Sponsored by Laserfiche
This is part two of the Road Map to a Billion Dollar Firm, a three-part series exploring the five stages of Laserfiche’s Digital Transformation Model. In part one, we learned about efforts by Financial Planning Works to move their practices into the digital age. Part two describes how two firms—Denver, Colo.-based Semper Augustus Investments Group and Lansing, Mich.-based Rehmann Financial—moved further into the process of digitizing their practices.
Today, Semper Augustus Investments Group manages roughly $200 million in assets on behalf of its 120 clients through its Denver and St. Louis offices. That’s a good start, but Chad Christensen, Semper Augustus’ chief compliance officer, says the firm’s goal is to reach $1 billion in assets under management. “We’re working to put the processes in place that will let us reach that goal,” he says.
Digitization is a key component of Semper Augustus’ growth strategy. The firm several years ago began the process of digitizing its office with software and guidance from Laserfiche. The early stages went smoothly: Paper documents were scanned and a system was created to file each document in its new digital home. Christensen says the first two stages of Laserfiche’s five-stage Digital Transformation Model – digitizing documents and then organizing those files – were important stepping stones to the next two stages, which focus on building and streamlining processes that allow firms to take full advantage of their digitization efforts.
|Phase 3: Automate Processes||Phase 4: Streamline Processes|
|The third stage of Laserfiche’s Digital Transformation Model moves beyond digitizing and organizing documents by creating electronic forms that help automate certain processes within the business. The result is a more efficient and productive environment with fewer hours spent manually processing paperwork.||This stage further refines and streamlines the processes developed in Stage 3, allowing firms to more fully take advantage of their digitization efforts. In this stage, sophisticated tools such as prescriptive analytics help users gain more insight into the health and performance of these processes.|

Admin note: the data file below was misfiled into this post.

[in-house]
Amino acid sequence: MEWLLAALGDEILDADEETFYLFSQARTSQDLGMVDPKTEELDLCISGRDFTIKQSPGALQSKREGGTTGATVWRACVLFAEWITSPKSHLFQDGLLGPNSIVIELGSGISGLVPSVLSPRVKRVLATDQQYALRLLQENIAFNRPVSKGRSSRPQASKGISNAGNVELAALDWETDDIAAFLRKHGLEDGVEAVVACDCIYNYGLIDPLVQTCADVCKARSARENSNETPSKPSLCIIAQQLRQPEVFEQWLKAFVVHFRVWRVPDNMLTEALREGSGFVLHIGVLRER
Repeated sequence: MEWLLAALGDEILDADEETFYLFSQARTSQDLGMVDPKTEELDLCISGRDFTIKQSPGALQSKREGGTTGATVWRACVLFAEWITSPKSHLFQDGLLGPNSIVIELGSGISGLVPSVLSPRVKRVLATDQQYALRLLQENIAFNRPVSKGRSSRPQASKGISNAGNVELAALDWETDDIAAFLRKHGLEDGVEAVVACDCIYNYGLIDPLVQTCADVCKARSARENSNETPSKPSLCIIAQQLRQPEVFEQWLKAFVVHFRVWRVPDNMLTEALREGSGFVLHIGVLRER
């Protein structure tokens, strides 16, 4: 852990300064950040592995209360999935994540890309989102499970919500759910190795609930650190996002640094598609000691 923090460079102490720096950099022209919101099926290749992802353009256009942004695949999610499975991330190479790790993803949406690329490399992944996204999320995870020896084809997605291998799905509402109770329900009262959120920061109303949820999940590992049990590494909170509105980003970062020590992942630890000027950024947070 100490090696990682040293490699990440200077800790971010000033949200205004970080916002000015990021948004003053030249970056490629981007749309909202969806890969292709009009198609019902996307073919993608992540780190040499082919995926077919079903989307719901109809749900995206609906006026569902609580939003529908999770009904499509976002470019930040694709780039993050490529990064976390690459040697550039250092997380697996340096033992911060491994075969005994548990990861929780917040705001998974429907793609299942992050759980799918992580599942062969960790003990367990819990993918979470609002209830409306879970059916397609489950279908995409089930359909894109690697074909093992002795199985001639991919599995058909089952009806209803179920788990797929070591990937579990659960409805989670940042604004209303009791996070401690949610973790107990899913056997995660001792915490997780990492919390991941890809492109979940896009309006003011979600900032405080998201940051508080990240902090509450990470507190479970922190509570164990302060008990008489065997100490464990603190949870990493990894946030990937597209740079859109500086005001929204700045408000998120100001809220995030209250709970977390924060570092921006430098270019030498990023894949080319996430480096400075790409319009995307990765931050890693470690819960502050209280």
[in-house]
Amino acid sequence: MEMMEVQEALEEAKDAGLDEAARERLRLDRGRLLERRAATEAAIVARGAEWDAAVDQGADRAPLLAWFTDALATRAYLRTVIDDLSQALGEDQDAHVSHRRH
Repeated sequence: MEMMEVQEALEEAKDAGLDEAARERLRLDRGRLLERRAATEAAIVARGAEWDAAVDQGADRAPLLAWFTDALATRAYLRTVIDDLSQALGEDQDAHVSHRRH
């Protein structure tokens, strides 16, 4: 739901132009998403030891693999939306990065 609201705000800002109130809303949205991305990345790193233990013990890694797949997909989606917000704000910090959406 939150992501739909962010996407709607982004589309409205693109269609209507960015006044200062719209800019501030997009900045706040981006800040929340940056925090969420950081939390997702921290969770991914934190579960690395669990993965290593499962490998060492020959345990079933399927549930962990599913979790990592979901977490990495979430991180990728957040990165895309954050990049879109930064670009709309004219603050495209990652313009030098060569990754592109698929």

Christensen says Semper Augustus created processes to automate tasks such as searching for individual client invoices within a certain time frame. Previously, that work had to happen by hand, and once those files were digitized, staffers needed to sort through electronic folders to see which invoices had been created for the each client. “Now we don’t even have to search through folders to find the right document,” he says. “We have our system automatically do that search and send the file to us via email. It’s allowed us to go from looking for a file to scheduling when we want the system to look for it.” The result: Less time spent handling files, and more time spent on initiatives that can grow Semper Augustus.
Amy Flourry, the director of operations at Rehmann Financial, says creating and automating processes was a critical step in the firm’s digital transformation. The Lansing, Mich.-based advisory firm has 17 offices in Michigan, Ohio and Florida, and manages about $3.6 billion in assets for more than 5,000 clients. When Rehmann Financial began the digitization process in 2009, each office had its own way of handling files—some were very tech savvy, while others relied on yellow note pads and color-coded paper filing systems. “From an operational perspective, it was a mess,” she says. “But over time, the digitization process helped bring all of these offices together.”
Digitizing and organizing documents was challenging but effective, says Flourry. Staffers collecting documents found missing pages between filing cabinets—documents that had literally fallen through the cracks. Once all of the firm’s digital documents were created and organized, Flourry says Rehmann Financial was able to reap the benefits of the digital conversion. “At this point, we were familiar with the system and it became more fun because we knew what we wanted to do,” she says. “We were able to tap into the real power of the tools we were using.”
Among Rehmann Financial’s efforts in Stage 3, the firm created an automated process to recognize which documents needed compliance review, and then route those documents to the compliance department. Doing so increased the speed at which those documents made their way to the compliance department, and reduced the potential for human error if certain documents were missed. But developing that system required Flourry and her colleagues to move carefully to set standard practices for handling documents. For instance, the firm had to come up with a common naming convention for files. “If everyone names documents differently, you miss things,” she says. “The devil is in the details.”
The creation of these automated processes helped Semper Augustus and Rehmann Financial gain more visibility around how their firms operated, and helped identify improvements to boost productivity and even strengthen relationships with clients. “We live in a document-heavy world,” says Semper Augustus’ Christensen. “Creating these processes for managing our documents has led to more efficient and effective decisions, which in turn leads to a stronger practice.”